By Barbara Loots
Walking into the opening night of the KKNK Visual Art exhibition, there was one very definite conversation topic on everyone’s lips… “Did you see the black square paintings? Go look at the black square paintings! Is a black square painting even art?”
This question is of course not novel. People have been pondering about what is art for ages. In fact, in 1882 Paris, Paul Bilhaud already exhibited an abstract black monochrome painting at the first Incoherent Art exhibition. A few years later in 1911, Jean Metzinger in response to the Cubist exhibit explained that this form of art is in response to the artist’s duty to create “a new rhythm for the benefit of humanity.” In this lies the understanding that abstract art is a type of language that communicates with its viewer in the form of colours, shapes and forms.
The conversations made my mind wander to the 1994 dramady by French playwright, Yasmina Reza, titled Art, in which you meet three quibbling friends. Mark starts off the play describing his friend Serge’s new acquisition… “It’s a canvas, about 5 feet by 4, white! The background is white, and if you screw up your eyes you can make out some fine, white, diagonal lines.” Serge accuses Mark of not being knowledgeable enough to understand contemporary art, stating “This is a field about which you know absolutely nothing, so how can you assert that any given object, which conforms to laws you don’t understand, is shit?” In all of this, their friend Yvan, the mediator, acknowledges that he doesn’t like the painting, even finds it a bit bizarre, but nevertheless can appreciate that Serge has a strong connection to its expression.
In the 2010 South African staging of Art, by Marthinus Basson, Wessel Pretorius played the opinionated Mark. “He just could not imagine it as art,” Pretorius contextualises it in a discussion I had with him at this year’s festival. In talking to Pretorius, it becomes clear that the true power of the play lies in the moment that you realise “the opinion becomes bigger than the work of art”. Pretorius admits he initially shared Mark’s view but, much like the character, later realised that “some people connect to art and some people don’t.”
Reflecting on that question in Art, my mind went back to the black squares at the KKNK art exhibition, and the confusion, wonder, and even total disbelief expressed by onlookers. So, I had to question who determines what art is and what isn’t?
Liberty Battson, the artist behind the KKNK exhibited black painting clearly speaks this language in the most expressive way. Meeting with Battson she also introduced me to Franli Meintjies, explaining that her black paint creation is not a free-standing piece, though people may sometimes perceive it as such. Battson and Meintjies in fact collaborated to bring a visual art exhibition to the KKNK.
Battson’s eleven high gloss big black square paintings on the walls frame Meintjies’ sculpture pieces. “Everything in this show that Fran used, is back to front, inside out” Battson explains. “When you look directly at Fran’s work, you won’t completely understand it, and when you look directly at my work, a plain black canvas, you don’t completely understand it ever.” Ultimately these dynamic artists wanted to create a work through which people look at art through art. “Look into my high gloss black paint works, and you see the reflection of Fran’s work,” Battson reveals.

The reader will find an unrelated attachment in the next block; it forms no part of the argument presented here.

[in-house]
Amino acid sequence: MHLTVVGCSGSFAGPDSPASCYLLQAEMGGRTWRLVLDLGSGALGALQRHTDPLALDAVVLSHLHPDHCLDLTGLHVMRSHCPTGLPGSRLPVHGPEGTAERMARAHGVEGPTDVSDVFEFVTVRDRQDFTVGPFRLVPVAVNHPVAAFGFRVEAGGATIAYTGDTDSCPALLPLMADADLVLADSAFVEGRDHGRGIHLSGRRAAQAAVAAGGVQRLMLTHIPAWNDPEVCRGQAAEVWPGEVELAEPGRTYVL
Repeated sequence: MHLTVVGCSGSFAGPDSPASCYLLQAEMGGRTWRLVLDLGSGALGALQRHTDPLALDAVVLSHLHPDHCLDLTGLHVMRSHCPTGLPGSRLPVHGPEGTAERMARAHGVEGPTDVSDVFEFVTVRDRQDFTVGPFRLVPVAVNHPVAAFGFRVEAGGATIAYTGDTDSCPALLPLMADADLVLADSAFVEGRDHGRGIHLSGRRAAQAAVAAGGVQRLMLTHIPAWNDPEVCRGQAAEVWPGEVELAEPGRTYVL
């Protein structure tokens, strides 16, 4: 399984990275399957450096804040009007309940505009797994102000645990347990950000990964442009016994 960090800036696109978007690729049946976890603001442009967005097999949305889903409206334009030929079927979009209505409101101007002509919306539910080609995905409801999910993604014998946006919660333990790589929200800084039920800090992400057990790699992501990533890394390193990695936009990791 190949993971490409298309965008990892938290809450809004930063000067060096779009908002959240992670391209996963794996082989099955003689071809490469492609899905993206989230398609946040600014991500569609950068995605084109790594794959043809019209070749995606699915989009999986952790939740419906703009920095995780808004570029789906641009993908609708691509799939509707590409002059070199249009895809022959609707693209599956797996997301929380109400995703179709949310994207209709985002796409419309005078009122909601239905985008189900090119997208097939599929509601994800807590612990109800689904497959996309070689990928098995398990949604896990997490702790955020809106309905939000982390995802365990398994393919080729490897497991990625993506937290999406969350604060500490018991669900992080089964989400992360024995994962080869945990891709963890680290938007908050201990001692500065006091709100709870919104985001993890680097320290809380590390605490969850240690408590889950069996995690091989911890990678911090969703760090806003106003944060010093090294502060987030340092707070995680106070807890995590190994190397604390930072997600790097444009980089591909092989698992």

“I work with text”, Meintjies adds. “So you will see one word, and in the reflection you will see another word. Then you play with the two meanings of the word, and then they are also in conversation with each other.” In so doing, the duo also encourages you to look in-between when you experience Meintjies’ hidden meanings through the reflection of Battson’s paintings.
“It is a little bit of a stretch from what I normally do, I won’t normally go this minimal,” Battson shares. “In asking the viewer to stretch themselves so far that I’ve eluded all figuration… I’m literally taking abstraction to the extreme.”
In the play Art it is that stretch that Serge perceived and Mark most vehemently questioned, emphasising that art is in the eye of the beholder.
“What I think is also interesting, is you see yourself, your reflection”, Meintjies elaborates. It thus also challenges the art lover to do some introspection when they look into the black mirror. “Black is the most reflective colour,” Battson further explain.
Lots of thought and consideration definitely went into this exhibit to determine how to best communicate the Inside Out message. “Had I painted all these white you would have never been able to understand the concept. That is how we are able to unpack the whole show in them.”
Although the exhibit Inside Out is designed as a complete unit that sees the individual artworks communicate with each other inside the bigger vision, an art lover (like Serge) could look at the pure black painting, have a connection with that and just buy one stand-alone piece as art. In that lies the genius of the minimalistic art Battson created to showcase Meintjies’ sculptures. In the words of Battson, “it is literally a show that is produced inside out, and the premise of the show is all about perspective.”
Lees meer: http://kknk.co.za/inside-out/